Five ways to make the holiday season more meaningful
Sick of all the materialism of the holiday season? Many families are eager to inject more meaning into their family traditions. Activities such as serving a meal at a soup kitchen or buying toys and mittens for children in need are always great options, but they aren’t the only ways to focus on the people and issues that matter to you.
Here are five small ways to step back from the presents and the products, and focus on the true joys of the season.
1. Make room in the toy box. Enlist your children’s help to clear out toys, games and clothing they’ve outgrown. Box up items in good condition and donate them to charity. Clearing out the old will help cut down clutter, give your children a clearer picture of how fortunate they are and help them learn the value of giving to others.
2. Make the most of your holiday countdown calendar. Mark a fun, simple activity on each calendar day for you and your family to do together. These can be charitable acts as well as ideas for spending quality time together. Some examples:
- Decorate a gingerbread house.
- Perform a random act of kindness.
- Share your favorite holiday memory.
- Read aloud together from your favorite book.
- Make a list of New Year’s resolutions for the whole family.
- Make handmade cards or gifts for your children’s teachers.
- Make a list of places you can volunteer or charities you can support in the coming year.
3. Give gifts to wildlife. After your holiday meal, take a family hike – and scatter birdseed along the trail as you go. Moving outside together is a great way to step away from the gift grab, connect with one another and work off that extra helping of stuffing. And your feathered friends will appreciate their own holiday feast.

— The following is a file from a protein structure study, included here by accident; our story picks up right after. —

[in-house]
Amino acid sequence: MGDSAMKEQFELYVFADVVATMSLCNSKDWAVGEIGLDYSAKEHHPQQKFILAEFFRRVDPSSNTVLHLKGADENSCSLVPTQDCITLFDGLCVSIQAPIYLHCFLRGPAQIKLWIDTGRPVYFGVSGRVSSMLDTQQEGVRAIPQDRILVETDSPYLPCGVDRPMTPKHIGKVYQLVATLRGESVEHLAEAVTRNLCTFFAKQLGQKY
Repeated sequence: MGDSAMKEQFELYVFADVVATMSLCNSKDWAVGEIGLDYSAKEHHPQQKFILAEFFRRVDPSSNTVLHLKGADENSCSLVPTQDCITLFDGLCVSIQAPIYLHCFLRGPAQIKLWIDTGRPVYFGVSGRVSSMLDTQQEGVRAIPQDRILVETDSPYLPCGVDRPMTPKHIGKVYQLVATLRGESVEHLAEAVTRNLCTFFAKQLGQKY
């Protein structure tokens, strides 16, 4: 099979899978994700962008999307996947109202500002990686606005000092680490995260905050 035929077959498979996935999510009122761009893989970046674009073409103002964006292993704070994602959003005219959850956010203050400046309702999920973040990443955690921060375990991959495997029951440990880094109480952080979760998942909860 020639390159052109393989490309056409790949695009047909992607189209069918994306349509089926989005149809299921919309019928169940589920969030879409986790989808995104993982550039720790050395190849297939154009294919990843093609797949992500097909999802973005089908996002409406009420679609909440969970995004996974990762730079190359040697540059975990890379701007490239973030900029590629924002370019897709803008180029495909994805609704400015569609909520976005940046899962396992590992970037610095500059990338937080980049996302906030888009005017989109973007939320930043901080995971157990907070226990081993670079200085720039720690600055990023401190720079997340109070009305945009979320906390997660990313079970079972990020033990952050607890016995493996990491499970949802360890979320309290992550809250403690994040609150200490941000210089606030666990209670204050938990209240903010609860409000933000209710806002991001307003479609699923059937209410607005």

4. Write a letter. Who doesn’t love a handwritten note? Decorate cards and write letters to faraway family members, friends or soldiers stationed overseas who might be feeling lonely during the holidays. Crafting cards is a fun art project for the littlest kids, while older children can pen their thoughts and well wishes.
5. Cook up a new tradition. Special foods are often a part of the holidays, and making them together is a great way to enjoy the season. While great-grandma’s legendary pecan pie will always have a place at the table, it’s fun to add new taste traditions, too. Choose a variety of new recipe contenders, take a family vote, and let everyone have a hand in measuring, stirring, cooking or baking. While you’re at it, set aside a batch to share with shelters, local firefighters or other community members who you want to thank. Their gratitude will be well worth a batter-splattered kitchen.
For more happy-holidays advice, check out these strategies for avoiding family friction.